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Discerning God's Call
January 28, 2001

JEREMIAH 1: 4-9, ROMANS 12: 1-8

Last Sunday at the Hot Topics Forum held in our Fellowship Center, we heard two speakers give opposing views. What fascinated me was that both claimed they are called by God, not only to their position, but called to speak on behalf of their position. Diametrically opposed, they are both called! Is one wrong? Has one misunderstood God's call? How do we know what is God's call? Last Sunday I made the point that you have a call. This morning I preach a four-point sermon using the questions: To what does God call? How do I hear God's call? How does God speak? How can I be certain I am hearing God's call?

1) To what does God call? As I understand the Bible, God is about the task of reconciling the world, redeeming humankind who has wandered far from how we were created to live. God is about the work of redemption and God calls workers to assist. God's call essentially is to "do" and to "go". We heard read how God called Jeremiah and said, "Go to whom I send you, and speak whatever I command you." (Jeremiah 1.6) In Genesis 12.1, God called Abraham and told him, "Go from your country to the land that I will show you. I will make of you a great nation." God's call is to action. I like our church's mission statement: Putting Love into Action.

Last Wednesday I was overwhelmed by the miracle of birth. Our twin granddaughters were born to our daughter-in-law, Barbara. Their father, Tim, and their two grandmothers were present in the operating room, but I was invited to watch the births through a window, where I saw it all! It truly was a spiritual experience to see human lives begin. What a miracle! When the first girl was taken to the recovery room, I went along, and she, twenty minutes old, held on tightly to my finger. Not only did I watch, I participated! What an awesome experience!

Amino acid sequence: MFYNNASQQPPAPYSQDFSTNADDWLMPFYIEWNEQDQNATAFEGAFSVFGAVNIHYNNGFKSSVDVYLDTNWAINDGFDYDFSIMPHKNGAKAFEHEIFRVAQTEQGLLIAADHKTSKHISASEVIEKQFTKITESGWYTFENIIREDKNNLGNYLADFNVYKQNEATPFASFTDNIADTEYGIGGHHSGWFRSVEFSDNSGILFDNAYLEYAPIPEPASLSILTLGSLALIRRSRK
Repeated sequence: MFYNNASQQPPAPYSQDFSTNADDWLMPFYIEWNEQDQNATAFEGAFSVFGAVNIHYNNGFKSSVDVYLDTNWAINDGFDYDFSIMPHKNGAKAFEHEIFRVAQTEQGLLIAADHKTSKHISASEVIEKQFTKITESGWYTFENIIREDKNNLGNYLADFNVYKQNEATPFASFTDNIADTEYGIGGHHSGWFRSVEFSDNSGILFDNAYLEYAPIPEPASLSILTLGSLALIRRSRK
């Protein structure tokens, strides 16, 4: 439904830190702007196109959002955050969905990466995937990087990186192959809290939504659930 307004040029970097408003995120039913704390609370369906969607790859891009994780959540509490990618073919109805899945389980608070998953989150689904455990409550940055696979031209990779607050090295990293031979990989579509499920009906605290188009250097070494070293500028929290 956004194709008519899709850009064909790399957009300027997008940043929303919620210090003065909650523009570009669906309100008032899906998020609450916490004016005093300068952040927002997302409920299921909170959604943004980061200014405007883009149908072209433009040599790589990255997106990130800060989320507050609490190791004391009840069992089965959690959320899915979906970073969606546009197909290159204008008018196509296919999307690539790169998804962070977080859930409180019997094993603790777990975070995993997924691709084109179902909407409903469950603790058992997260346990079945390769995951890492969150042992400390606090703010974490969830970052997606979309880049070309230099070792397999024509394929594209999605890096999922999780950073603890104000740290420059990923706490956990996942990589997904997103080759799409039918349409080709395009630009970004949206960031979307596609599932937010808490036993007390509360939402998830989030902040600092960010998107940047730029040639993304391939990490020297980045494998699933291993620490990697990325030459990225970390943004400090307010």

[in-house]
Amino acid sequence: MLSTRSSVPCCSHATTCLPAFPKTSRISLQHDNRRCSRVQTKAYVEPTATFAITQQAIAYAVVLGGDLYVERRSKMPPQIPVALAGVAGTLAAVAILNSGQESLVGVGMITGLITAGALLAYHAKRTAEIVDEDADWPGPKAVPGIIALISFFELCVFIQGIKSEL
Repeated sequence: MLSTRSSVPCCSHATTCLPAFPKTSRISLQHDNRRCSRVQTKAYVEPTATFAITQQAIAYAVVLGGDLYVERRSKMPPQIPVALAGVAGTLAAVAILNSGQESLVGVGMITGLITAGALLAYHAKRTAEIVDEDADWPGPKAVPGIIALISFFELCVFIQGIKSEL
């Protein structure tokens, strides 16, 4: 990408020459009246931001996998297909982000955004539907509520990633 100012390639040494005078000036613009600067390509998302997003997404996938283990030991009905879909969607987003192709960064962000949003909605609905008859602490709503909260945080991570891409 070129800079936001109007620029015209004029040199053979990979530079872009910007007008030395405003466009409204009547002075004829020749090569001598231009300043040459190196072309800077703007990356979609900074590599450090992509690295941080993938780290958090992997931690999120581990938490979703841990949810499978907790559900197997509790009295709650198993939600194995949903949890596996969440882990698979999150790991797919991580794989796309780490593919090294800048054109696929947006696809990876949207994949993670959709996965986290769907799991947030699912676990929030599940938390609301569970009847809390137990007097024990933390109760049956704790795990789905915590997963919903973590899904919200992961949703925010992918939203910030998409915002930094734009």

When God gives babies to parents, the call is to do parenting. Being parents is one thing, but doing parenting in response to God's call is a high, spiritual calling. Can any calling be higher, be greater, than parenting? Don't be hesitant to say "no" to any obligation, duty, and responsibility when it interferes with parenting. Kids are first. Some employers don't agree, of course; and the necessity to provide for the family is a juggling act with the call to do parenting. Children can understand when Mommy or Daddy have to go to work, but Mom and Dad must carve out times just for the children to nurture, teach, and support them. How difficult it is for working Moms and single parents, and I admire those who do it well.

The call to grandparenting is equally strong. In my last church, I telephoned a woman and asked her if the Nominating committee could nominate her to be secretary of the Administrative Council. She was thrilled, so pleased to be asked, and excited to do the secretarial work for the Council. But, when I told her the date of the first meeting, there was dead silence. I asked if there was a problem. She hesitated, and then said, "No, I'll be there." I asked if she had made other plans. She said her grandson was swimming in a regional swim meet in Las Vegas, and they were planning a mini-family reunion. "However," she said, "I'll stay home and take the minutes. I've made a commitment." I was impressed with her faithfulness, but I said, "No, you go and be a grandmother. Kids need all the grandparenting they can get. Just remember, the church gets 10% of your winnings." She laughed, "Oh, I don't play those machines!" Let's get our priorities straight: if you are a parent, you are called to do parenting. If you are a grandparent, you are called to do grandparenting.